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“Prime Workers” Are Back

U.S. workers in their prime employment years are rejoining the labor force in droves, according to The Wall Street Journal (subscription).

What’s going on: “Americans between 25 and 54 years of age are either employed or looking for jobs at rates not seen in two decades, a trend helping to counter the exodus of older baby boomers from the workforce.”

  • These “prime-age workers”—whose numbers fell in the early days of COVID-19—now exceed pre-pandemic levels by nearly 2.2 million.

Why it’s important: The “growth is taking a little heat out of the job market and could help the Federal Reserve’s efforts to tamp down inflation by keeping wage growth in check.”

  • The central bank will decide at its meeting this week whether to raise interest rates for the 11th time in 16 months.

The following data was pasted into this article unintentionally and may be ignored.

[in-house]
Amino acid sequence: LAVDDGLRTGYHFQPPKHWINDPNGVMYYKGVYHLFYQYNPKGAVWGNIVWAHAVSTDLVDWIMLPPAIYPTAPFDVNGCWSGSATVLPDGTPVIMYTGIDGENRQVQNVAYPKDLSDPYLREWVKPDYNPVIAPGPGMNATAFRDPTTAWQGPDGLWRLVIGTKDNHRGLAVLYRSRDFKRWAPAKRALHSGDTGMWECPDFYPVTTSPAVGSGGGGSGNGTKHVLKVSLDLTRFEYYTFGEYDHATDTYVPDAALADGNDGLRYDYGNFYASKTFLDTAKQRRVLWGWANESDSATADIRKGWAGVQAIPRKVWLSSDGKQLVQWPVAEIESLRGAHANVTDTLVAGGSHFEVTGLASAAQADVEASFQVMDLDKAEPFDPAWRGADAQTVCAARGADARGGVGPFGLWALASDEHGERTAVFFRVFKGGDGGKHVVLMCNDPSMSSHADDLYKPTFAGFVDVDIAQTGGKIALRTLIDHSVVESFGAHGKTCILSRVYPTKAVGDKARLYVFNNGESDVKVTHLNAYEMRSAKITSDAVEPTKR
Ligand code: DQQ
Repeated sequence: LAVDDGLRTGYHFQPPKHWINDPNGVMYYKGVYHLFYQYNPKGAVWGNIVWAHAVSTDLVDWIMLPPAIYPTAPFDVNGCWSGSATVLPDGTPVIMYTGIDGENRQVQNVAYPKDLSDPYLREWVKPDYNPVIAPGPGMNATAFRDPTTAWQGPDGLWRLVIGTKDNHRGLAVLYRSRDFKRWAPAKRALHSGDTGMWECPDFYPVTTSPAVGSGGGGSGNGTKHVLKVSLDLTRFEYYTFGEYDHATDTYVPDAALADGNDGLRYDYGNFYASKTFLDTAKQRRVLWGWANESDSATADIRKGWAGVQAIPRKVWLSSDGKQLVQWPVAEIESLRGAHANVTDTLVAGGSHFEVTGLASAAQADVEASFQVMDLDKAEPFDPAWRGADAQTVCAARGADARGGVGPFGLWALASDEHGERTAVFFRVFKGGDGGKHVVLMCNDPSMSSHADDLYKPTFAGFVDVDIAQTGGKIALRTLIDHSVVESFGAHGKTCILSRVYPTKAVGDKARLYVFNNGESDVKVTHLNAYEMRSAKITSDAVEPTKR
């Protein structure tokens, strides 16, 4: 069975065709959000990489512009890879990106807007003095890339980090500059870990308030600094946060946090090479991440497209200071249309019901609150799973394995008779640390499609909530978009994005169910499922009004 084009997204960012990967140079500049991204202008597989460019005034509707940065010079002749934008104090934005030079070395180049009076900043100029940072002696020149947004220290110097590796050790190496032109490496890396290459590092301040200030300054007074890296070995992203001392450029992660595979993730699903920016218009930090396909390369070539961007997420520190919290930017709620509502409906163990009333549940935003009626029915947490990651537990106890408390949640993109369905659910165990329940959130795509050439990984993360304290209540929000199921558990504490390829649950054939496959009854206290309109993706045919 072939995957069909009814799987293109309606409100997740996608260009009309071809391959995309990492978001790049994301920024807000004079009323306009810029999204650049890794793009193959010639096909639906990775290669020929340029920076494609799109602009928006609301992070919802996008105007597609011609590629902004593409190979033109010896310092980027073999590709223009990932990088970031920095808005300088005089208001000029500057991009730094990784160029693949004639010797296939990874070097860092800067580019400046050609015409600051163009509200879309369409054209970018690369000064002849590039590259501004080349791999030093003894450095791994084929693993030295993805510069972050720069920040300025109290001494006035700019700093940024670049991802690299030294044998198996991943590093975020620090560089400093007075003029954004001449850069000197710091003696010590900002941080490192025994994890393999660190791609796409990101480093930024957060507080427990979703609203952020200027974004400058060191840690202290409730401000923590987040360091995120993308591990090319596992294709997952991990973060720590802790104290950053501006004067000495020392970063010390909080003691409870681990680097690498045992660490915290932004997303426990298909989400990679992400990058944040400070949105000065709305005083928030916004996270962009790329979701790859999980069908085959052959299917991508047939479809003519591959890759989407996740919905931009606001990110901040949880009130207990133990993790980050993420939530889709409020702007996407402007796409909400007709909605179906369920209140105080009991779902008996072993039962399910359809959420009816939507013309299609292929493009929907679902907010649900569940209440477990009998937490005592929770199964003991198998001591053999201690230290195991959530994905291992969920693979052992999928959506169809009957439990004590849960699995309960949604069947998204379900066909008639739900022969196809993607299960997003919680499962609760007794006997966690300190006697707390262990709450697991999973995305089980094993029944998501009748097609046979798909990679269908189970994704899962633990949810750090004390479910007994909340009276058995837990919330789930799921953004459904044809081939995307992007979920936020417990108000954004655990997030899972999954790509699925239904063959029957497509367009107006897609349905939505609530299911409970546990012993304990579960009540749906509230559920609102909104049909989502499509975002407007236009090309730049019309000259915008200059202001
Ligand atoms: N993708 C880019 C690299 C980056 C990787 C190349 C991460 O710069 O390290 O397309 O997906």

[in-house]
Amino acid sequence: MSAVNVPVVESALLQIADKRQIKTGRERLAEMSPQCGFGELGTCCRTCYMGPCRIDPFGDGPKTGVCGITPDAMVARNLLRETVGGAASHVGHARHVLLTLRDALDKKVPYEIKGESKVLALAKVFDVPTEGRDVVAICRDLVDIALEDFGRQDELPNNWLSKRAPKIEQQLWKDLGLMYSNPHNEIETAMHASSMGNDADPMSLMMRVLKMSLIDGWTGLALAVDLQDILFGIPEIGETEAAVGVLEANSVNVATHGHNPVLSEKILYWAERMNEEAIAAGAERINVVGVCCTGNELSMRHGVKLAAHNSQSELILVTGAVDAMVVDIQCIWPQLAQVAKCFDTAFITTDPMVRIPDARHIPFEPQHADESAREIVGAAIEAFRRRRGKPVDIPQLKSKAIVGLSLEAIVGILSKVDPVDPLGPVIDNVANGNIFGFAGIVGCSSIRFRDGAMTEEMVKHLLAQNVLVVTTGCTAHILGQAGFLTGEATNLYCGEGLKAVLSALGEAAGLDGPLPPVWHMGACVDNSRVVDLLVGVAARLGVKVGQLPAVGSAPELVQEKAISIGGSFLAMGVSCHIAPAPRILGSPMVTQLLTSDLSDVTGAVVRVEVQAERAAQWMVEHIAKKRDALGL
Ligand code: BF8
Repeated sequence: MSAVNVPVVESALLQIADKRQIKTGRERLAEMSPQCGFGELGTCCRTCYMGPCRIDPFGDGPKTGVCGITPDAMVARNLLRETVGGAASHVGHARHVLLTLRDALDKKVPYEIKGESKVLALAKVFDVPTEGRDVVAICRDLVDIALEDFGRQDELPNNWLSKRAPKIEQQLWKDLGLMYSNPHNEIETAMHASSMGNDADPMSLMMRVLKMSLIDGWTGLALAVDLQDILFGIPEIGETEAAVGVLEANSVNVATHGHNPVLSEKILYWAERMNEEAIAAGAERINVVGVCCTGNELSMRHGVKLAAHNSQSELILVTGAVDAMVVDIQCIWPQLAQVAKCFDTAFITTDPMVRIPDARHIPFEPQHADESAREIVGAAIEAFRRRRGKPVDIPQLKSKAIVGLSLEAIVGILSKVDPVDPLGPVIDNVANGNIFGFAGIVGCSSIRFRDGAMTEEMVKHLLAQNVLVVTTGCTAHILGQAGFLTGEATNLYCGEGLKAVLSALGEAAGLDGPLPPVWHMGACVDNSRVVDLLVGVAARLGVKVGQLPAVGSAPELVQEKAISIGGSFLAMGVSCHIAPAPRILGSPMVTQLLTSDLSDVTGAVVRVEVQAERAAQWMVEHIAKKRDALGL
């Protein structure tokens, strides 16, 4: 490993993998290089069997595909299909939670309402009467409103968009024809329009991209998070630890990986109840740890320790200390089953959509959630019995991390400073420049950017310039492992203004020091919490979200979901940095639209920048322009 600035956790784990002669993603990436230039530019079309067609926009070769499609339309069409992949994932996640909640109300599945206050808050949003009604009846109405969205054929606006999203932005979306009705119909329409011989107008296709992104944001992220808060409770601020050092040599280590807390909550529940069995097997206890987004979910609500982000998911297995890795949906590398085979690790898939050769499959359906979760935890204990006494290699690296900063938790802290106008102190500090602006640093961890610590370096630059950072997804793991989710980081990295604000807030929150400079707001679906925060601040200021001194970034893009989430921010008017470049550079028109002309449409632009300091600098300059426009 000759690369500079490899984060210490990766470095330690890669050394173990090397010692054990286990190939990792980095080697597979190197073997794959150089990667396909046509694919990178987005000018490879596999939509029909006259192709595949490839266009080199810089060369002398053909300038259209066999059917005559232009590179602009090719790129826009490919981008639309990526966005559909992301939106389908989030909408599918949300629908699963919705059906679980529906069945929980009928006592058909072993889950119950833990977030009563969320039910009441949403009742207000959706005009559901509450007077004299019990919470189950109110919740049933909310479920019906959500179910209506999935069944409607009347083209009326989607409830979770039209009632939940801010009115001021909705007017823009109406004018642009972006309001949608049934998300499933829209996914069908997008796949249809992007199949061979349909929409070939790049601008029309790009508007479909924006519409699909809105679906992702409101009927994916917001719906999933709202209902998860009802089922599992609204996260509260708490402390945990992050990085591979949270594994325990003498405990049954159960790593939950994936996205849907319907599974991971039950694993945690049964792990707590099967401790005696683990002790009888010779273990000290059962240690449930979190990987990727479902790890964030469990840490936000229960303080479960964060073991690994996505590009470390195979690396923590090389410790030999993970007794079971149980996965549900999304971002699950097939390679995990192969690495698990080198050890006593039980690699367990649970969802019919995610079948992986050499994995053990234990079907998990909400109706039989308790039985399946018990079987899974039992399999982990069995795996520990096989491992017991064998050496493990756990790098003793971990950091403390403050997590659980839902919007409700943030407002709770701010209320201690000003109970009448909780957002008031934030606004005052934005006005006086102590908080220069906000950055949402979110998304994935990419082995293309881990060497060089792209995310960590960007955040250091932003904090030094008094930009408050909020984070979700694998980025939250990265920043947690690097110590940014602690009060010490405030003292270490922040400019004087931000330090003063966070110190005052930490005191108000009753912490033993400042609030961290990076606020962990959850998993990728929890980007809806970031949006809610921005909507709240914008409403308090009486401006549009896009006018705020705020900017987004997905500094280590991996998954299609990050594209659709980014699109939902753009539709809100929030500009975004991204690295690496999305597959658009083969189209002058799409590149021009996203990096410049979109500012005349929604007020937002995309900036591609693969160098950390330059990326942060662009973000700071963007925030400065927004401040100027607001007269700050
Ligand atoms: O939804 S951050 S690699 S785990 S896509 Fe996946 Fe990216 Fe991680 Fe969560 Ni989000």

Women for the win: Women’s return to the workforce is largely driving this increase, according to the article.

  • “The labor force participation rate for prime-age women was the highest on record, 77.8% in June. That is well up from 73.5% in April 2020.”

Other factors: Unemployment remains near historic lows, women are having fewer children and wages are up, having recently surpassed inflation.

The NAM’s take: “There have been definite signs of improvement in labor force participation, particularly among those ages 25 to 54, including women,” said NAM Chief Economist Chad Moutray, who is also the director of the Center for Manufacturing Research at the Manufacturing Institute, the NAM’s 501(c)3 workforce development and education affiliate.

  • “With that said, we know that many Americans remain on the sidelines, and demographic trends will keep workforce challenges in focus not just in the coming months, but also over the next few years. The Manufacturing Institute continues to stay on top of these trends, including pulling people together for solutions and key insights.”

Learn more: Register for the MI’s annual Workforce Summit in Atlanta on Oct. 16–18. “Sourcing Solutions: Skills, People & Processes” will focus on solutions to current workforce-development challenges.

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